www-apache-bugdb mailing list archives

Site index · List index
Message view « Date » · « Thread »
Top « Date » · « Thread »
From Marc Slemko <ma...@znep.com>
Subject Re: mod_access/3480: <Directory> directive acting strange (fwd)
Date Fri, 04 Dec 1998 06:30:01 GMT
The following reply was made to PR mod_access/3480; it has been noted by GNATS.

From: Marc Slemko <marcs@znep.com>
To: Apache bugs database <apbugs@apache.org>
Cc:  Subject: Re: mod_access/3480: <Directory> directive acting strange (fwd)
Date: Thu, 3 Dec 1998 22:19:10 -0800 (PST)

 ---------- Forwarded message ----------
 Date: Thu, 03 Dec 1998 00:01:28 +0100
 From: Jean-Marie de Boer <sentient@pulse.nl>
 To: marc@apache.org
 Subject: Re: mod_access/3480: <Directory> directive acting strange
 > As the docs say, if you enable the following of sym links
 > (see the Options directive) then symbolic links will be
 > followed.  They are NOT treated as the "real" path, but
 > as the "virtual" path.  ie. a link from /foo/bar/whee
 > to /whee will be treated as being /foo/bar/whee and
 > not /whee.
 Hello Marc,
 thanks for the reply. All of you make a great product.
 Still, I am wondering about this section on security, taken from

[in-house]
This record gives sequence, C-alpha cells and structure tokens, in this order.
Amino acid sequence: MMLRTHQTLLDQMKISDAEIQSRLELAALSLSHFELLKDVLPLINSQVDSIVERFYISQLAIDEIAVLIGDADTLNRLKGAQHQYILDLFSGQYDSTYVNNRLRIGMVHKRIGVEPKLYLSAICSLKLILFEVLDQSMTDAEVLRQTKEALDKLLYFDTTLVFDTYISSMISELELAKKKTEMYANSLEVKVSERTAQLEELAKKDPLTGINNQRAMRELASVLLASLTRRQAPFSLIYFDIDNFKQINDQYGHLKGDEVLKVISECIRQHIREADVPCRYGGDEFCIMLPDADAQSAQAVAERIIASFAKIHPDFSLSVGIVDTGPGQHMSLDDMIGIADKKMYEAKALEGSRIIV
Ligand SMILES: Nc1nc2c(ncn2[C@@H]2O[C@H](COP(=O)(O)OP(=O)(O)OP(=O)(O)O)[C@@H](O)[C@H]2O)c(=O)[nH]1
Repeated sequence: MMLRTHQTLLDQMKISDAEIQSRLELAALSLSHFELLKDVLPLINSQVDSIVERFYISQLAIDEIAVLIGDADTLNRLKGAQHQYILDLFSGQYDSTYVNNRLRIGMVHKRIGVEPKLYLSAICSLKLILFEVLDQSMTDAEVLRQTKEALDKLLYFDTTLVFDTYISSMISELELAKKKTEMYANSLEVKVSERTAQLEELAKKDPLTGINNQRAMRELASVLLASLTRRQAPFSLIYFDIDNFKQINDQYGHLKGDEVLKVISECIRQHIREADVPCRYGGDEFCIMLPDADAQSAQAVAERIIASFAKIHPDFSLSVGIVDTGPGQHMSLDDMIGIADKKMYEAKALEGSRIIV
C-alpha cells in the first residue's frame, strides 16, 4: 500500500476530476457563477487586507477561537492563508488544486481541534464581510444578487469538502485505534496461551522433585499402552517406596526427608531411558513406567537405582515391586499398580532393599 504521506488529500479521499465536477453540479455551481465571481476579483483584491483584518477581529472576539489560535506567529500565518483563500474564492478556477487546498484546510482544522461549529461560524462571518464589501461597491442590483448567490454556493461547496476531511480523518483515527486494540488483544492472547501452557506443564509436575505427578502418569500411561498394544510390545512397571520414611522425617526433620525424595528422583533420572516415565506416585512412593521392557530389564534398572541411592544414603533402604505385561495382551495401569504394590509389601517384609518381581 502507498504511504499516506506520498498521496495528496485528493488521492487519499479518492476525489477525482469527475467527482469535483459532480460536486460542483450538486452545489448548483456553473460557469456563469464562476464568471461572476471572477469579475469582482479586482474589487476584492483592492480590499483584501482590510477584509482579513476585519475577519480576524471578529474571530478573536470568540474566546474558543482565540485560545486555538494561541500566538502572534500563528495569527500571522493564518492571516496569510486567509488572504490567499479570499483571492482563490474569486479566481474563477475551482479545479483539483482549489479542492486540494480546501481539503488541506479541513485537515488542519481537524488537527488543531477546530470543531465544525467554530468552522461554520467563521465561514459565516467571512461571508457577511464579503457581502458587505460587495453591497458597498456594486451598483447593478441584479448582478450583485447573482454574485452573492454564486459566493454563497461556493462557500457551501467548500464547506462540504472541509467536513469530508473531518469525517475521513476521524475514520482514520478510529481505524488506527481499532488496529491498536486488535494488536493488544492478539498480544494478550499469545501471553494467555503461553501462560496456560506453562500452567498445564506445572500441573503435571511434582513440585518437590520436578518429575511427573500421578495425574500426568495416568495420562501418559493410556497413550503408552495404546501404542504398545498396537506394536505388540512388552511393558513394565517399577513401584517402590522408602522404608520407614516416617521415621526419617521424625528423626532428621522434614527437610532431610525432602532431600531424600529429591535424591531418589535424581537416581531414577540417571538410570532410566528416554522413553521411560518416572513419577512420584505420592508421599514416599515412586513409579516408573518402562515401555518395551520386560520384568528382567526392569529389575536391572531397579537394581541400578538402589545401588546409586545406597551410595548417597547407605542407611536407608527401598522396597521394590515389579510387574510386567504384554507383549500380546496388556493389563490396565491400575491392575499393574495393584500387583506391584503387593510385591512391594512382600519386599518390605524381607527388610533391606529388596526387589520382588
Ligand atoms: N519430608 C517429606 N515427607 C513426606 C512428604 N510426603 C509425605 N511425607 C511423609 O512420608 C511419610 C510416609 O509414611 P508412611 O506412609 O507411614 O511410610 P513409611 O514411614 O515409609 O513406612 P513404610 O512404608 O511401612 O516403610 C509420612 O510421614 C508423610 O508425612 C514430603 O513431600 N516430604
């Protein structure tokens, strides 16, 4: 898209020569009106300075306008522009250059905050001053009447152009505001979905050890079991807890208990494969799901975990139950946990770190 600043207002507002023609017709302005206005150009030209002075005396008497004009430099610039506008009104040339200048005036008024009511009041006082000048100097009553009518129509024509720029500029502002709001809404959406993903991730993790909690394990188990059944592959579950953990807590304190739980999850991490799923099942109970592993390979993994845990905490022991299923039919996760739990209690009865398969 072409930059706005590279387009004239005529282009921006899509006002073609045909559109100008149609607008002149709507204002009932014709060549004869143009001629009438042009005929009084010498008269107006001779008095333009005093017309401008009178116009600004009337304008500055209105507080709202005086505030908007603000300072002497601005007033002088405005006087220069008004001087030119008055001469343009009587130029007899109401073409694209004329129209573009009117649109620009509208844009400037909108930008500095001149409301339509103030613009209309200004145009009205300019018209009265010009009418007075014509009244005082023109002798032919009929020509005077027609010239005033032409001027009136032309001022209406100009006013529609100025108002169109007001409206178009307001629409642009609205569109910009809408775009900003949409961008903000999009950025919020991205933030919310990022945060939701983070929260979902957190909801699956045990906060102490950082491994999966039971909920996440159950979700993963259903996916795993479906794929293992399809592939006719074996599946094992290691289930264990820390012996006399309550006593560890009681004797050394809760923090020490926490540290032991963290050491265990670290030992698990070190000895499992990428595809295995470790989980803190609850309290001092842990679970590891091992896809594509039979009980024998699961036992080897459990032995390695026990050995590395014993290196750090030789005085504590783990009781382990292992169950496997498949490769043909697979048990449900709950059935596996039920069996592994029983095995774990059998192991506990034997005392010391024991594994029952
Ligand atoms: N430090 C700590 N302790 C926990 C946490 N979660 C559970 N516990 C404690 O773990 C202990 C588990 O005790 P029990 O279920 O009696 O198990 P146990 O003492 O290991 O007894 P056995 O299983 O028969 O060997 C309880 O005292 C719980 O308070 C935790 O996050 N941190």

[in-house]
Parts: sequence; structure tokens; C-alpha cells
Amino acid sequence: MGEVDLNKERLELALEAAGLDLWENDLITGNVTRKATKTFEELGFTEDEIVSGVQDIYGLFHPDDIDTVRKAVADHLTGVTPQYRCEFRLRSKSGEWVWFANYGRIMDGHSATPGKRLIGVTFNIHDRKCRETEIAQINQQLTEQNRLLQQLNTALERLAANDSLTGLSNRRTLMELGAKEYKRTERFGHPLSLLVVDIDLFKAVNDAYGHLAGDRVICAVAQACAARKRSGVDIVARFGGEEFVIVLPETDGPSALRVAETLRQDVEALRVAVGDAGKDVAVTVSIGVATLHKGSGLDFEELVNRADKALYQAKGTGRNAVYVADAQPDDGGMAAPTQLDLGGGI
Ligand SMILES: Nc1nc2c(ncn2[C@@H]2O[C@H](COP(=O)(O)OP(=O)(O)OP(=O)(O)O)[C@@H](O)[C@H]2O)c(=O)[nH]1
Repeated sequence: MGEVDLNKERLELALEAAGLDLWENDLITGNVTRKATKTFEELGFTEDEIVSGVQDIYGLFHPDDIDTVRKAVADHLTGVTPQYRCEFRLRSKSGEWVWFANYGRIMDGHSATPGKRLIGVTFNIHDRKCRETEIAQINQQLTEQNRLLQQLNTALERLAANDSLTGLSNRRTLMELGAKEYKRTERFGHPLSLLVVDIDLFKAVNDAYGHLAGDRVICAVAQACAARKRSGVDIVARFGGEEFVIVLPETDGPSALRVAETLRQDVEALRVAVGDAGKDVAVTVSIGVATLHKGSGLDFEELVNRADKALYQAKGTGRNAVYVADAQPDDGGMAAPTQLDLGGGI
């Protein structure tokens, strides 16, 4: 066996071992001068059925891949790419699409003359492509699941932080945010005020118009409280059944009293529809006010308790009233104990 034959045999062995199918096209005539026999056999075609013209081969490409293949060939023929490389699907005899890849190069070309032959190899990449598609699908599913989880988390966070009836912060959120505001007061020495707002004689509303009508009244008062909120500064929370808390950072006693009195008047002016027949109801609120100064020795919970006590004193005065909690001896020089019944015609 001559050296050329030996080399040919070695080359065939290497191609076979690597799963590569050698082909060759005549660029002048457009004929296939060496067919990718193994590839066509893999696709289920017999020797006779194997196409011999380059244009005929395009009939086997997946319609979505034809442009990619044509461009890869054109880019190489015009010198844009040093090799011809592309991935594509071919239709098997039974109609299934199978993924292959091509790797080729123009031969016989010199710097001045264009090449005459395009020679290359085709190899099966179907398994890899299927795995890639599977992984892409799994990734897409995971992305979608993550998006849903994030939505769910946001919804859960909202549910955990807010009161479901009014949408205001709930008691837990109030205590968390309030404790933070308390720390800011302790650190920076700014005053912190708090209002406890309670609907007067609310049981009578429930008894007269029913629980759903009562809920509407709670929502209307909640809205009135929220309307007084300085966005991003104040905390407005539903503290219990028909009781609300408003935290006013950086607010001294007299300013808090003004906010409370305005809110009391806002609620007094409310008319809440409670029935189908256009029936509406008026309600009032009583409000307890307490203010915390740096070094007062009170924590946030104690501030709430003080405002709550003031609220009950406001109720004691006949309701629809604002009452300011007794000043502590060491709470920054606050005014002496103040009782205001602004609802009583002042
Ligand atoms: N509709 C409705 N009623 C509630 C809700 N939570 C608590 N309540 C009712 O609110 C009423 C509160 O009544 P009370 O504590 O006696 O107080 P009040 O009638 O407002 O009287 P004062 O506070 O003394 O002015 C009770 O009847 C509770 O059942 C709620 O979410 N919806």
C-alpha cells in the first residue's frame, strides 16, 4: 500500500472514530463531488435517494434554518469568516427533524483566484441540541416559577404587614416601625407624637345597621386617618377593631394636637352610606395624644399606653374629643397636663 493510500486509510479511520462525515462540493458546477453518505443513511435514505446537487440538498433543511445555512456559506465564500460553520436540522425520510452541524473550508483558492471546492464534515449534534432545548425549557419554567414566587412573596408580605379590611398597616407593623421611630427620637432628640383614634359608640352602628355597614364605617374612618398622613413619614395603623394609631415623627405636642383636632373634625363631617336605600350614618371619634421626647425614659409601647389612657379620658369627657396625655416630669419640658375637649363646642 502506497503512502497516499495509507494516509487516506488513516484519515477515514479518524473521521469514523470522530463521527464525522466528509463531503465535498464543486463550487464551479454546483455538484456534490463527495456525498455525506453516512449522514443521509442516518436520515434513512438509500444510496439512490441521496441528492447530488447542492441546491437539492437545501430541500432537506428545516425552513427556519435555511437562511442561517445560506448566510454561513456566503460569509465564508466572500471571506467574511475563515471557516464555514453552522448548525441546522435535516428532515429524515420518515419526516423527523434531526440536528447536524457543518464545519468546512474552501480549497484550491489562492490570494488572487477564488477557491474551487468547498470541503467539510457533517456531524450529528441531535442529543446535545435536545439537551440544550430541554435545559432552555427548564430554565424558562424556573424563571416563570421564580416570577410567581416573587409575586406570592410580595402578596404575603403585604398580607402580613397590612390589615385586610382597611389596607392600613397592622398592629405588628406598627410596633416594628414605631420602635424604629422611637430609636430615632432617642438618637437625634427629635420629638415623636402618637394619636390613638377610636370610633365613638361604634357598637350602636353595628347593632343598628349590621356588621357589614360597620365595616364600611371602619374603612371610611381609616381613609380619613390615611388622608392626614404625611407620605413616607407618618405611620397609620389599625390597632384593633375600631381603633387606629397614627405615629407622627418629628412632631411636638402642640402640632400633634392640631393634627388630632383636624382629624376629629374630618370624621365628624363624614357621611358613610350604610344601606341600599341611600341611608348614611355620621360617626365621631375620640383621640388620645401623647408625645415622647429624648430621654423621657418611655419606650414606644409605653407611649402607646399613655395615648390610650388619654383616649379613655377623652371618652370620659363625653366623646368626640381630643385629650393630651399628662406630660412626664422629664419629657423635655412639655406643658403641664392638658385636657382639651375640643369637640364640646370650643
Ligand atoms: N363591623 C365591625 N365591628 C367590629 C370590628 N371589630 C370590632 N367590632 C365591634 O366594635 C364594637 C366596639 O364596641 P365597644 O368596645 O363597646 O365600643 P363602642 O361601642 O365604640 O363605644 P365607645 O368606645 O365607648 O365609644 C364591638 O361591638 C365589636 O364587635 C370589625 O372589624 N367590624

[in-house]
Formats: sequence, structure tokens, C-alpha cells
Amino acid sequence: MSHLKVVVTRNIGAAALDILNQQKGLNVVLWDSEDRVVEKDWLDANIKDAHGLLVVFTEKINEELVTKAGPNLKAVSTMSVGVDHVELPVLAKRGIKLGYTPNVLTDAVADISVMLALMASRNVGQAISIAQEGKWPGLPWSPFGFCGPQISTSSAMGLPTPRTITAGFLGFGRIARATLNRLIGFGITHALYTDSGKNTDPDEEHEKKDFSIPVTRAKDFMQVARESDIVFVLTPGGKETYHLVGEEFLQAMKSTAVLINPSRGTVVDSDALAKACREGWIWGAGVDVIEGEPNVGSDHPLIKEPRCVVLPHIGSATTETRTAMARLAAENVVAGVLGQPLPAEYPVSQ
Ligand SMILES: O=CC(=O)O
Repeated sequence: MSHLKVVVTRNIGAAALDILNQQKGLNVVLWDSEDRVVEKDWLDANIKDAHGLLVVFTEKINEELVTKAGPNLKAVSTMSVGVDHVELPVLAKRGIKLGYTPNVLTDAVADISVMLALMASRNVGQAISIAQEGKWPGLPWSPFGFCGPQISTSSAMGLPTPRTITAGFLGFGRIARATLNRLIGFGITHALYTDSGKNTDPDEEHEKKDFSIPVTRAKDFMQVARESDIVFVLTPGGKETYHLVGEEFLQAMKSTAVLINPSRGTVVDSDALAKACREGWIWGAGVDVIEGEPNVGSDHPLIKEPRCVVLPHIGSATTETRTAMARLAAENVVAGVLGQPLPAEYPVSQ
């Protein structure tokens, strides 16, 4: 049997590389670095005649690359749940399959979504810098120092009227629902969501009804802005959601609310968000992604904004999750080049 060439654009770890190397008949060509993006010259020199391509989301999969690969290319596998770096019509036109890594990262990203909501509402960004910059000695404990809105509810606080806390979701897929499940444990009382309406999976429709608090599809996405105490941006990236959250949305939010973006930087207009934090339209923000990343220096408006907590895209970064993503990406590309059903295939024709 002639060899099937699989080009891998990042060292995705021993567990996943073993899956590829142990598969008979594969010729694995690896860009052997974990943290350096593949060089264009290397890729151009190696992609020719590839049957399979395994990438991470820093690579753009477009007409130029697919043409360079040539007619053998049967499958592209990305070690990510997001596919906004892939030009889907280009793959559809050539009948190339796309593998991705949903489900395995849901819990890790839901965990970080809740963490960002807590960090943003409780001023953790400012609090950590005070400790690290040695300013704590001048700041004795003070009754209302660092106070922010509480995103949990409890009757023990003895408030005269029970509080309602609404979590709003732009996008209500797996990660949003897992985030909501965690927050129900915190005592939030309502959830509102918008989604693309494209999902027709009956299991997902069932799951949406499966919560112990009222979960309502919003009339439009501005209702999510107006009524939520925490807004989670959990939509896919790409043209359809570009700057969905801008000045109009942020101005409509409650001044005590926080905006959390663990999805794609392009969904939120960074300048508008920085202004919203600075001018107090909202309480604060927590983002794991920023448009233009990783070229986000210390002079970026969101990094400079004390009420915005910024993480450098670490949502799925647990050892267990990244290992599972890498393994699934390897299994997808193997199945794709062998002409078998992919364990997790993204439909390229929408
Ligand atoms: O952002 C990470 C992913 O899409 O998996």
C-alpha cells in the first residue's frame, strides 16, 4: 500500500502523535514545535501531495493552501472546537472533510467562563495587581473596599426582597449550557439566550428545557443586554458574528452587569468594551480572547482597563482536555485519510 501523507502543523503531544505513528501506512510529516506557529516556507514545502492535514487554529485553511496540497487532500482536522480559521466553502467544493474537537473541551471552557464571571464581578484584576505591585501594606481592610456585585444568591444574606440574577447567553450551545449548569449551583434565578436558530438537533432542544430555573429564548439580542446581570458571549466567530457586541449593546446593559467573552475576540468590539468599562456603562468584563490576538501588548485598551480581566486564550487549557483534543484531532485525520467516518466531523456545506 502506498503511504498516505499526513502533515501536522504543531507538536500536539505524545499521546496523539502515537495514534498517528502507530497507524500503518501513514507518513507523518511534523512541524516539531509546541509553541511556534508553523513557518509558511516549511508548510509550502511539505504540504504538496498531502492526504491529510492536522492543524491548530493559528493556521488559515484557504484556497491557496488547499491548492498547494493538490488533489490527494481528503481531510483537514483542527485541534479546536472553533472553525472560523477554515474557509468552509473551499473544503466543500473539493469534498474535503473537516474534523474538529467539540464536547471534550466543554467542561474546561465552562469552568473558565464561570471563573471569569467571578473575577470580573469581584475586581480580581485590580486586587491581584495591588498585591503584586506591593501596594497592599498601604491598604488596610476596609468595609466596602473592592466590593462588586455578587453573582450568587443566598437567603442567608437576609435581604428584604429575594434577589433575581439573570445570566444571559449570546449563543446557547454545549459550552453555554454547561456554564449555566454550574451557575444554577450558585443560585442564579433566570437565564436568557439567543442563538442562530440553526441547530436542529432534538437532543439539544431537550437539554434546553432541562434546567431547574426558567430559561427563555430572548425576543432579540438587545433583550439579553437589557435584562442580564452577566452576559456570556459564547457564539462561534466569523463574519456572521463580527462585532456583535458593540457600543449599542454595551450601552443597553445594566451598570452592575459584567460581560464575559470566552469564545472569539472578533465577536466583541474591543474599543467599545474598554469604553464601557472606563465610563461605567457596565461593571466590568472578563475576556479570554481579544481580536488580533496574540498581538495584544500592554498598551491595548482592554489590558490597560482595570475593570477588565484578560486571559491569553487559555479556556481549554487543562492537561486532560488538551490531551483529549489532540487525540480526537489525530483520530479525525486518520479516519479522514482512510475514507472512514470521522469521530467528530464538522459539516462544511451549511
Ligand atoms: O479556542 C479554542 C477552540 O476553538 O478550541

For instance, consider the following example: 
    1.# cd /; ln -s / public_html 
    2.Accessing http://localhost/~root/ 
 This would allow clients to walk through the entire filesystem. To work
 around this, add the following block to your server's configuration: 
 <Directory />
      Order deny,allow
 I am confused. In this example, public_html is a symlink, right? I can
 see that the example would close off /public_html and therefore / but it
 is not clear. A symlink has to be made to create this dangerous
 situation, and the solution does not prevent danger from symlinks.
 I do have another question on the same subject, if that's okay.
 I created a perl script which outputs a file from my /etc directory.
 (It's just a test you understand)
 This file resides in the scriptaliased cgi-bin of the (named) virtual
 host using these directives, and is being called via the webserver.
 The file from /etc is displayed.
 Am I correct in assuming that this is because the output is generated by
 the perl interpreter, and apache sees it as coming from the allowed
 space? Would mod_perl have the same behaviour?
 Thanks for yor time.
 Best regards,
 Jean-Marie de Boer
 If you think you have everything under control, you're not driving fast
 enough - Alain Prost
 Get my public pgp key from:

View raw message